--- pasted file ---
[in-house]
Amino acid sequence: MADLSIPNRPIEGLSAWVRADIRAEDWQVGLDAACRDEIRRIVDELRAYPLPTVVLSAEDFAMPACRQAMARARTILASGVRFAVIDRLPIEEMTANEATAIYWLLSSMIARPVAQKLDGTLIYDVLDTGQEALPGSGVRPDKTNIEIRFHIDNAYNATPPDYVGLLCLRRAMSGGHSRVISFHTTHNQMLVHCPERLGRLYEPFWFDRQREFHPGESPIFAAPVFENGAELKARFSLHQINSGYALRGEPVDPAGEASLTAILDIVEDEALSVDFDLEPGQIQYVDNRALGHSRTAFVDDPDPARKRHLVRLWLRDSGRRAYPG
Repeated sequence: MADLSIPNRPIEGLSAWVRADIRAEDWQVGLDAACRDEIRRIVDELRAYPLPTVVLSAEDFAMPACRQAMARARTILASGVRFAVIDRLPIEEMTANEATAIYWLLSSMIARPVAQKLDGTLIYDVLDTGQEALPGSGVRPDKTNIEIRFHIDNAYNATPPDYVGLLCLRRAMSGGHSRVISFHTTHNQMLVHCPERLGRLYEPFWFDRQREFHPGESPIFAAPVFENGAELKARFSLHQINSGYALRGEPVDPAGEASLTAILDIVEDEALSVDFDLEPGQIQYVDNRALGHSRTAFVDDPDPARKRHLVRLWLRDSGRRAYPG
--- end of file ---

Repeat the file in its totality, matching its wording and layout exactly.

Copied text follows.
[in-house]
Amino acid sequence: MADLSIPNRPIEGLSAWVRADIRAEDWQVGLDAACRDEIRRIVDELRAYPLPTVVLSAEDFAMPACRQAMARARTILASGVRFAVIDRLPIEEMTANEATAIYWLLSSMIARPVAQKLDGTLIYDVLDTGQEALPGSGVRPDKTNIEIRFHIDNAYNATPPDYVGLLCLRRAMSGGHSRVISFHTTHNQMLVHCPERLGRLYEPFWFDRQREFHPGESPIFAAPVFENGAELKARFSLHQINSGYALRGEPVDPAGEASLTAILDIVEDEALSVDFDLEPGQIQYVDNRALGHSRTAFVDDPDPARKRHLVRLWLRDSGRRAYPG
Repeated sequence: MADLSIPNRPIEGLSAWVRADIRAEDWQVGLDAACRDEIRRIVDELRAYPLPTVVLSAEDFAMPACRQAMARARTILASGVRFAVIDRLPIEEMTANEATAIYWLLSSMIARPVAQKLDGTLIYDVLDTGQEALPGSGVRPDKTNIEIRFHIDNAYNATPPDYVGLLCLRRAMSGGHSRVISFHTTHNQMLVHCPERLGRLYEPFWFDRQREFHPGESPIFAAPVFENGAELKARFSLHQINSGYALRGEPVDPAGEASLTAILDIVEDEALSVDFDLEPGQIQYVDNRALGHSRTAFVDDPDPARKRHLVRLWLRDSGRRAYPG